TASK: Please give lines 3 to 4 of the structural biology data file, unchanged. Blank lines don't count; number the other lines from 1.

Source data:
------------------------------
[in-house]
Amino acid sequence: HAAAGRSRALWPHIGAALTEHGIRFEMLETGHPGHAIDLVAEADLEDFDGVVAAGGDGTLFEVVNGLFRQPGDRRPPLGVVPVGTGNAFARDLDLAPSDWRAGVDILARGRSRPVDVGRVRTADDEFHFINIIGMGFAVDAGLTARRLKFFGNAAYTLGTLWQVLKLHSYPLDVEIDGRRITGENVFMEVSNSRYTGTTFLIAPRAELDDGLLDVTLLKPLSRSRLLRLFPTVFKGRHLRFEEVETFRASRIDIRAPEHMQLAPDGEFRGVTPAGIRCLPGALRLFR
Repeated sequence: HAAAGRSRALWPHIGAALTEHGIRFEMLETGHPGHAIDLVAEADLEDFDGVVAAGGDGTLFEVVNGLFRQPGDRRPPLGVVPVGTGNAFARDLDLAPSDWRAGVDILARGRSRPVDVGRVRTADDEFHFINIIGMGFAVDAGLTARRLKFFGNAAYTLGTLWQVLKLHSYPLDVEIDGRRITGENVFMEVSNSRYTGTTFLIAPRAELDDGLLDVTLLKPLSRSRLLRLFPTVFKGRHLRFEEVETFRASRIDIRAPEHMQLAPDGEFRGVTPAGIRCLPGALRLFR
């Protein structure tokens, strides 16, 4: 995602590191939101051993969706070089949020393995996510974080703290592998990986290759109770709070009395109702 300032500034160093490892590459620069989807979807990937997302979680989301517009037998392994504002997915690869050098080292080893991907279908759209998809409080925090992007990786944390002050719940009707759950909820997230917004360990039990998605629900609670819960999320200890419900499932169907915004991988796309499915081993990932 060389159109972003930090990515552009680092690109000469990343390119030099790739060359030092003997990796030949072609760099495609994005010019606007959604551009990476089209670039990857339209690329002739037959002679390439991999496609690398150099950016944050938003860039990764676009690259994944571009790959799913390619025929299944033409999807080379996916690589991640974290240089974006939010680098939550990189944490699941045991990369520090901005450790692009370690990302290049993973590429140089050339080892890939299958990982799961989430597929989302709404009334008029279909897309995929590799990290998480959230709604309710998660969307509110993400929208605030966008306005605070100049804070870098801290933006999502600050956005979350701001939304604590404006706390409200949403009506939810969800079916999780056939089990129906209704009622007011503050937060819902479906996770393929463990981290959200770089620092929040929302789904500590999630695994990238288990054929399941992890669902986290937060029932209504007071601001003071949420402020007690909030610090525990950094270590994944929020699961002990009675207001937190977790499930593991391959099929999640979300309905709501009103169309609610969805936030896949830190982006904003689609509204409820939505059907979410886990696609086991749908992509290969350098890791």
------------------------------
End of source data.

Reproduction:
Repeated sequence: HAAAGRSRALWPHIGAALTEHGIRFEMLETGHPGHAIDLVAEADLEDFDGVVAAGGDGTLFEVVNGLFRQPGDRRPPLGVVPVGTGNAFARDLDLAPSDWRAGVDILARGRSRPVDVGRVRTADDEFHFINIIGMGFAVDAGLTARRLKFFGNAAYTLGTLWQVLKLHSYPLDVEIDGRRITGENVFMEVSNSRYTGTTFLIAPRAELDDGLLDVTLLKPLSRSRLLRLFPTVFKGRHLRFEEVETFRASRIDIRAPEHMQLAPDGEFRGVTPAGIRCLPGALRLFR
């Protein structure tokens, strides 16, 4: 995602590191939101051993969706070089949020393995996510974080703290592998990986290759109770709070009395109702 300032500034160093490892590459620069989807979807990937997302979680989301517009037998392994504002997915690869050098080292080893991907279908759209998809409080925090992007990786944390002050719940009707759950909820997230917004360990039990998605629900609670819960999320200890419900499932169907915004991988796309499915081993990932 060389159109972003930090990515552009680092690109000469990343390119030099790739060359030092003997990796030949072609760099495609994005010019606007959604551009990476089209670039990857339209690329002739037959002679390439991999496609690398150099950016944050938003860039990764676009690259994944571009790959799913390619025929299944033409999807080379996916690589991640974290240089974006939010680098939550990189944490699941045991990369520090901005450790692009370690990302290049993973590429140089050339080892890939299958990982799961989430597929989302709404009334008029279909897309995929590799990290998480959230709604309710998660969307509110993400929208605030966008306005605070100049804070870098801290933006999502600050956005979350701001939304604590404006706390409200949403009506939810969800079916999780056939089990129906209704009622007011503050937060819902479906996770393929463990981290959200770089620092929040929302789904500590999630695994990238288990054929399941992890669902986290937060029932209504007071601001003071949420402020007690909030610090525990950094270590994944929020699961002990009675207001937190977790499930593991391959099929999640979300309905709501009103169309609610969805936030896949830190982006904003689609509204409820939505059907979410886990696609086991749908992509290969350098890791």